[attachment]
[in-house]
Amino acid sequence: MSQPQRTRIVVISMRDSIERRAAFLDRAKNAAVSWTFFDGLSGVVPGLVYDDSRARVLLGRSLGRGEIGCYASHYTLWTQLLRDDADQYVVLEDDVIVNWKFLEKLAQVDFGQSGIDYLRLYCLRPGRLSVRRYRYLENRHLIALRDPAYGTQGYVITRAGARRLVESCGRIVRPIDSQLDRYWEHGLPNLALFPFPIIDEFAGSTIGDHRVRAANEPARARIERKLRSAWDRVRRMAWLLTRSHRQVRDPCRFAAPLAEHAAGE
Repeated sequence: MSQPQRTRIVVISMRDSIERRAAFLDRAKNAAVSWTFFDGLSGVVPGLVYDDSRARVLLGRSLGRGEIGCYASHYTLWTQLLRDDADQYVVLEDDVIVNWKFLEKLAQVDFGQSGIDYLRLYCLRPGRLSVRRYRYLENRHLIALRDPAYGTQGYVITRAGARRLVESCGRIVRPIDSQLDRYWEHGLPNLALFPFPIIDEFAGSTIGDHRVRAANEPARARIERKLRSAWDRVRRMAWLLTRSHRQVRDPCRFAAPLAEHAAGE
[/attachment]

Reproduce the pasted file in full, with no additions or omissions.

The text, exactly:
[in-house]
Amino acid sequence: MSQPQRTRIVVISMRDSIERRAAFLDRAKNAAVSWTFFDGLSGVVPGLVYDDSRARVLLGRSLGRGEIGCYASHYTLWTQLLRDDADQYVVLEDDVIVNWKFLEKLAQVDFGQSGIDYLRLYCLRPGRLSVRRYRYLENRHLIALRDPAYGTQGYVITRAGARRLVESCGRIVRPIDSQLDRYWEHGLPNLALFPFPIIDEFAGSTIGDHRVRAANEPARARIERKLRSAWDRVRRMAWLLTRSHRQVRDPCRFAAPLAEHAAGE
Repeated sequence: MSQPQRTRIVVISMRDSIERRAAFLDRAKNAAVSWTFFDGLSGVVPGLVYDDSRARVLLGRSLGRGEIGCYASHYTLWTQLLRDDADQYVVLEDDVIVNWKFLEKLAQVDFGQSGIDYLRLYCLRPGRLSVRRYRYLENRHLIALRDPAYGTQGYVITRAGARRLVESCGRIVRPIDSQLDRYWEHGLPNLALFPFPIIDEFAGSTIGDHRVRAANEPARARIERKLRSAWDRVRRMAWLLTRSHRQVRDPCRFAAPLAEHAAGE